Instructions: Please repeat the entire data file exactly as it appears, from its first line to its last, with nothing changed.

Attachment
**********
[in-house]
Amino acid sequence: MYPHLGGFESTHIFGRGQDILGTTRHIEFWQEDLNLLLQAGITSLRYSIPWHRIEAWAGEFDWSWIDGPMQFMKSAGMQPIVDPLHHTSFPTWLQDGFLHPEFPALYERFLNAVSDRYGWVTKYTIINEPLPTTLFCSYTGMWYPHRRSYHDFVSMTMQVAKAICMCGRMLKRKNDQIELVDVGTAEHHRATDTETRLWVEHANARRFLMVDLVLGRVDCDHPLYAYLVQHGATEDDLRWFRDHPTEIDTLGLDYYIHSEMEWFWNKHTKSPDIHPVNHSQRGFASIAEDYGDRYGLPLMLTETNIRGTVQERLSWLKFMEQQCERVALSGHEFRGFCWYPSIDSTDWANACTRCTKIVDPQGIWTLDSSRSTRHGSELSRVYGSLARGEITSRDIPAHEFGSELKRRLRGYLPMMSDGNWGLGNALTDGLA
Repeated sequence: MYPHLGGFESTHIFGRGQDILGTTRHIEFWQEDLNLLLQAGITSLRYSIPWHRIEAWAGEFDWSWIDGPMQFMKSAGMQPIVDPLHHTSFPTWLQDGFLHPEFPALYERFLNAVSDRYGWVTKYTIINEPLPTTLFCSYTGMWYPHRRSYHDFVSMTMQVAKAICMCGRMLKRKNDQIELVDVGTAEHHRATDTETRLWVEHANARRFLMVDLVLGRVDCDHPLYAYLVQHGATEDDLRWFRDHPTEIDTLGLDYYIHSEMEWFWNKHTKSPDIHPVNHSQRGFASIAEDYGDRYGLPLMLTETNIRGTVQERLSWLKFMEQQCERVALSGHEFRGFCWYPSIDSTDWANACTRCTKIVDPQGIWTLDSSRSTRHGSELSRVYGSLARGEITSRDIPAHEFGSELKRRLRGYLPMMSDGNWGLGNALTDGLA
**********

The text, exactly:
[in-house]
Amino acid sequence: MYPHLGGFESTHIFGRGQDILGTTRHIEFWQEDLNLLLQAGITSLRYSIPWHRIEAWAGEFDWSWIDGPMQFMKSAGMQPIVDPLHHTSFPTWLQDGFLHPEFPALYERFLNAVSDRYGWVTKYTIINEPLPTTLFCSYTGMWYPHRRSYHDFVSMTMQVAKAICMCGRMLKRKNDQIELVDVGTAEHHRATDTETRLWVEHANARRFLMVDLVLGRVDCDHPLYAYLVQHGATEDDLRWFRDHPTEIDTLGLDYYIHSEMEWFWNKHTKSPDIHPVNHSQRGFASIAEDYGDRYGLPLMLTETNIRGTVQERLSWLKFMEQQCERVALSGHEFRGFCWYPSIDSTDWANACTRCTKIVDPQGIWTLDSSRSTRHGSELSRVYGSLARGEITSRDIPAHEFGSELKRRLRGYLPMMSDGNWGLGNALTDGLA
Repeated sequence: MYPHLGGFESTHIFGRGQDILGTTRHIEFWQEDLNLLLQAGITSLRYSIPWHRIEAWAGEFDWSWIDGPMQFMKSAGMQPIVDPLHHTSFPTWLQDGFLHPEFPALYERFLNAVSDRYGWVTKYTIINEPLPTTLFCSYTGMWYPHRRSYHDFVSMTMQVAKAICMCGRMLKRKNDQIELVDVGTAEHHRATDTETRLWVEHANARRFLMVDLVLGRVDCDHPLYAYLVQHGATEDDLRWFRDHPTEIDTLGLDYYIHSEMEWFWNKHTKSPDIHPVNHSQRGFASIAEDYGDRYGLPLMLTETNIRGTVQERLSWLKFMEQQCERVALSGHEFRGFCWYPSIDSTDWANACTRCTKIVDPQGIWTLDSSRSTRHGSELSRVYGSLARGEITSRDIPAHEFGSELKRRLRGYLPMMSDGNWGLGNALTDGLA